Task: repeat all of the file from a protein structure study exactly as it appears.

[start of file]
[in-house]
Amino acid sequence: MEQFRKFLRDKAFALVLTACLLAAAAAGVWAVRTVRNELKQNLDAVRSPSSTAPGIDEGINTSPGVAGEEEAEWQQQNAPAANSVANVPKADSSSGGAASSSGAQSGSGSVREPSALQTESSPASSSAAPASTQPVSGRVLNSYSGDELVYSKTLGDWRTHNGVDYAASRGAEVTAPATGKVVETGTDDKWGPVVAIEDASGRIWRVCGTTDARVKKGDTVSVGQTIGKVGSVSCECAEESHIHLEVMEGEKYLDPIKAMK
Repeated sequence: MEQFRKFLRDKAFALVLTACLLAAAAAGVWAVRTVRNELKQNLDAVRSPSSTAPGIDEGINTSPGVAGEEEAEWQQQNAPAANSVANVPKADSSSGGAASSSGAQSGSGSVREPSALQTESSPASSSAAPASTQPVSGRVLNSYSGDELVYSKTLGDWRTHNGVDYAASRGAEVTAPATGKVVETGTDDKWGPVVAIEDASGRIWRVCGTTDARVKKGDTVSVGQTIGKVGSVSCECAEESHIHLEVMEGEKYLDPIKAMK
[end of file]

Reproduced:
[in-house]
Amino acid sequence: MEQFRKFLRDKAFALVLTACLLAAAAAGVWAVRTVRNELKQNLDAVRSPSSTAPGIDEGINTSPGVAGEEEAEWQQQNAPAANSVANVPKADSSSGGAASSSGAQSGSGSVREPSALQTESSPASSSAAPASTQPVSGRVLNSYSGDELVYSKTLGDWRTHNGVDYAASRGAEVTAPATGKVVETGTDDKWGPVVAIEDASGRIWRVCGTTDARVKKGDTVSVGQTIGKVGSVSCECAEESHIHLEVMEGEKYLDPIKAMK
Repeated sequence: MEQFRKFLRDKAFALVLTACLLAAAAAGVWAVRTVRNELKQNLDAVRSPSSTAPGIDEGINTSPGVAGEEEAEWQQQNAPAANSVANVPKADSSSGGAASSSGAQSGSGSVREPSALQTESSPASSSAAPASTQPVSGRVLNSYSGDELVYSKTLGDWRTHNGVDYAASRGAEVTAPATGKVVETGTDDKWGPVVAIEDASGRIWRVCGTTDARVKKGDTVSVGQTIGKVGSVSCECAEESHIHLEVMEGEKYLDPIKAMK